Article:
For all of those injuries caused by skiing accidents, many can be prevented simply by following the rules. Don’t go off the designated trails, and make sure you know how to ski well with others––that means knowing how to merge, how to yield, and how to stop quickly when needed.
Know How to Get On and Off a Ski Lift
This is another way that people can get injured while skiing. Instead of gracefully leaving the ski lift, they let themselves fall out of the chair in a tangle of limbs, poles, and skis. Ouch. Refining this skill is another reason to take the time to go through a skiing lesson if you’re a beginner.
Use the Right Equipment
Wear a helmet and goggles––and make sure your helmet is designed for skiing, not any other sport. Different sports require different types of head protection, so a helmet for biking is not the same as a helmet for skiing. Check the binding of each of your skis before you start skiing, making sure they’re adjusted properly for your height, weight, and skill level. If you’re renting boots and bindings, make sure the ski shop follows American Society of Testing and Materials standards.
Know When to Call It Quits for the Day
When you start feeling tired, it’s time to take a break or pack it in for the day. Skiing while fatigued is more dangerous than skiing while well-rested. Difficult runs should not be the first thing you tackle right out the door, but they also shouldn’t be saved for the end of the day either when you’re feeling tired. Listen to your body.
Home Treatment of Skiing Injuries
Like any other sports injury, the RICE protocol is recommended for home treatment of any minor injury. Of course, use common sense: broken bones and brain injuries should always be treated by a medical professional. But muscle pulls and strains can often be treated by the following:
- Rest – This can be difficult when you’re supposed to be making the most of a ski vacation, but it’s important to take the time to rest the injured area so it can recover properly. Persisting through an injury will only make it worse, not better.
- Ice – When you’re cold from being out in the snow all day, this might not be very appealing, but cold therapy is one of the most effective ways to treat sports injuries. It reduces the inflammation that causes pain.
- Compression – Use a brace or wrap to put pressure on your injury. You can often find these at the ski shop.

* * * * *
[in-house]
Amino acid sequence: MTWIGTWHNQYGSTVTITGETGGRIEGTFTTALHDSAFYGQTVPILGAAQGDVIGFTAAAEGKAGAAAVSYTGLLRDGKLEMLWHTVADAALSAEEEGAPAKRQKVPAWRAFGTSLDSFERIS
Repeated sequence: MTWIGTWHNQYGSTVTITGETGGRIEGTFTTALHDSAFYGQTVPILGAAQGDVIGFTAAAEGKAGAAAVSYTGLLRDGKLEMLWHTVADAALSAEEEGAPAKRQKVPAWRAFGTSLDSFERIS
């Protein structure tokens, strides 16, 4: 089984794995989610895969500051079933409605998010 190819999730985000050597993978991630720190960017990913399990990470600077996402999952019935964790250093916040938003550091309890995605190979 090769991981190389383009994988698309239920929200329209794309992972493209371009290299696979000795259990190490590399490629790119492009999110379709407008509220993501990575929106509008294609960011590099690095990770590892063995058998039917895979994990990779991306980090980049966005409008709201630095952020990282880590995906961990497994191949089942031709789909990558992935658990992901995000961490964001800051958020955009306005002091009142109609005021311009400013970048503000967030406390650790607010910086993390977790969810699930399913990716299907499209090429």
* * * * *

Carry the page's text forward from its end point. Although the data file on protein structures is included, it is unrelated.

- Elevation – Whenever possible, raise the injured area above the heart. This limits blood flow to the area, which is helpful in controlling swelling.
While RICE is the standard for treating sports injuries, sometimes sore muscles and back pain respond to heating pads or warm compresses, or a combination of hot and cold therapy. Feel free to try this if you think it will help, but note that if you have swelling around the injury, cold therapy is preferable to applying heat, as this can increase the swelling.
Regenerative Medicine for Skiing Injuries
Once you’ve returned home from your skiing trip, your injury should resolve given adequate rest and recovery. Sometimes, skiing injuries don’t get better in the days and weeks after you get home.
If the pain is either the same as when you sustained the injury or getting worse, it’s a sign that medical attention is needed. Swelling and tenderness that does not go away, a limited range of motion, and feelings of tingling, burning, or numbness are also your body’s way of telling you that there’s something wrong. If you continually re-injure the area, are unable to return to your normal activities, or you feel that the injury is having an impact on your day-to-day life, a physical therapist or sports medicine specialist can help.
At CORE Medical & Wellness, we employ a number of innovative non-surgical treatment options for sports injuries caused by skiing and other activities. We are leaders in the field of sports medicine, using advanced regenerative medicine procedures to bolster your body’s ability to heal itself. Our practice offers the following types of treatments for sports injuries:
- Platelet-Rich Plasma Injections
- Stem Cell Treatment
- Nerve Blocks and Epidurals
- Trigger Point Injections
- Lubrication Joint Injections
- Spinal Cord Stimulators
- Radio Frequency Ablations
- Cervical and Lumbar Discography